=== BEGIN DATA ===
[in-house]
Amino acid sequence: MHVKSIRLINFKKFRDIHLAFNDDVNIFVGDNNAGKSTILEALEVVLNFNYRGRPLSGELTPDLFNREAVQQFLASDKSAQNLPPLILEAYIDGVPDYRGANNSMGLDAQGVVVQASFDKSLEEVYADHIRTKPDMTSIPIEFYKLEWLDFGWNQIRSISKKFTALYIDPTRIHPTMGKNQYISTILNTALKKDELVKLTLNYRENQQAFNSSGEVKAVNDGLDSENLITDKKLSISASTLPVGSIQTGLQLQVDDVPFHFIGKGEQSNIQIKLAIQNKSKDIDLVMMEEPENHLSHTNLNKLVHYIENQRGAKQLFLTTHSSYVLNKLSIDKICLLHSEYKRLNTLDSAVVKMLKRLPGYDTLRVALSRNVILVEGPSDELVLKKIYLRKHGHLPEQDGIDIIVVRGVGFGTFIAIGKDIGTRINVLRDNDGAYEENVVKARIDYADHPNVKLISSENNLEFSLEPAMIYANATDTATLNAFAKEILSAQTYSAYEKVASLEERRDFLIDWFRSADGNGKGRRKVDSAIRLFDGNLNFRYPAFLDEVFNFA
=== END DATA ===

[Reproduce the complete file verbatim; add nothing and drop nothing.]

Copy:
[in-house]
Amino acid sequence: MHVKSIRLINFKKFRDIHLAFNDDVNIFVGDNNAGKSTILEALEVVLNFNYRGRPLSGELTPDLFNREAVQQFLASDKSAQNLPPLILEAYIDGVPDYRGANNSMGLDAQGVVVQASFDKSLEEVYADHIRTKPDMTSIPIEFYKLEWLDFGWNQIRSISKKFTALYIDPTRIHPTMGKNQYISTILNTALKKDELVKLTLNYRENQQAFNSSGEVKAVNDGLDSENLITDKKLSISASTLPVGSIQTGLQLQVDDVPFHFIGKGEQSNIQIKLAIQNKSKDIDLVMMEEPENHLSHTNLNKLVHYIENQRGAKQLFLTTHSSYVLNKLSIDKICLLHSEYKRLNTLDSAVVKMLKRLPGYDTLRVALSRNVILVEGPSDELVLKKIYLRKHGHLPEQDGIDIIVVRGVGFGTFIAIGKDIGTRINVLRDNDGAYEENVVKARIDYADHPNVKLISSENNLEFSLEPAMIYANATDTATLNAFAKEILSAQTYSAYEKVASLEERRDFLIDWFRSADGNGKGRRKVDSAIRLFDGNLNFRYPAFLDEVFNFA